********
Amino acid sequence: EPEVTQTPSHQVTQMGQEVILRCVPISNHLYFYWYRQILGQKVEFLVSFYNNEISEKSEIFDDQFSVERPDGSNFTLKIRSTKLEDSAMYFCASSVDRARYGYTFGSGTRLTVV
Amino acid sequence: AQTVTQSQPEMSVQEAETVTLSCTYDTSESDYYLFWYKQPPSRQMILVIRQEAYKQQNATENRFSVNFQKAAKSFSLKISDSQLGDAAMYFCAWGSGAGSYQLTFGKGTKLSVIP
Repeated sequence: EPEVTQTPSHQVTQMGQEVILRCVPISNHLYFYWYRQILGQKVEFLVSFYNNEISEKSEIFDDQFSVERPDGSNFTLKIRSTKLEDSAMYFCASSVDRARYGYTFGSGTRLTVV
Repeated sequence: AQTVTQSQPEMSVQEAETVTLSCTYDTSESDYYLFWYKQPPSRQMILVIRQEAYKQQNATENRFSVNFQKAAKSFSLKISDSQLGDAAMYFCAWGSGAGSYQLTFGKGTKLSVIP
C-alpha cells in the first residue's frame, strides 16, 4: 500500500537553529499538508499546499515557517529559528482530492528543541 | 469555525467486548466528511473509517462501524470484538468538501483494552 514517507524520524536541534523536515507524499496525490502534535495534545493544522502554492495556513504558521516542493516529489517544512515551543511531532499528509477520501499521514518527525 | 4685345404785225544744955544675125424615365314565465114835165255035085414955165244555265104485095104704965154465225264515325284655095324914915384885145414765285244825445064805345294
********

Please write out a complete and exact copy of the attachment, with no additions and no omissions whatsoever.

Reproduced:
Amino acid sequence: EPEVTQTPSHQVTQMGQEVILRCVPISNHLYFYWYRQILGQKVEFLVSFYNNEISEKSEIFDDQFSVERPDGSNFTLKIRSTKLEDSAMYFCASSVDRARYGYTFGSGTRLTVV
Amino acid sequence: AQTVTQSQPEMSVQEAETVTLSCTYDTSESDYYLFWYKQPPSRQMILVIRQEAYKQQNATENRFSVNFQKAAKSFSLKISDSQLGDAAMYFCAWGSGAGSYQLTFGKGTKLSVIP
Repeated sequence: EPEVTQTPSHQVTQMGQEVILRCVPISNHLYFYWYRQILGQKVEFLVSFYNNEISEKSEIFDDQFSVERPDGSNFTLKIRSTKLEDSAMYFCASSVDRARYGYTFGSGTRLTVV
Repeated sequence: AQTVTQSQPEMSVQEAETVTLSCTYDTSESDYYLFWYKQPPSRQMILVIRQEAYKQQNATENRFSVNFQKAAKSFSLKISDSQLGDAAMYFCAWGSGAGSYQLTFGKGTKLSVIP
C-alpha cells in the first residue's frame, strides 16, 4: 500500500537553529499538508499546499515557517529559528482530492528543541 | 469555525467486548466528511473509517462501524470484538468538501483494552 514517507524520524536541534523536515507524499496525490502534535495534545493544522502554492495556513504558521516542493516529489517544512515551543511531532499528509477520501499521514518527525 | 4685345404785225544744955544675125424615365314565465114835165255035085414955165244555265104485095104704965154465225264515325284655095324914915384885145414765285244825445064805345294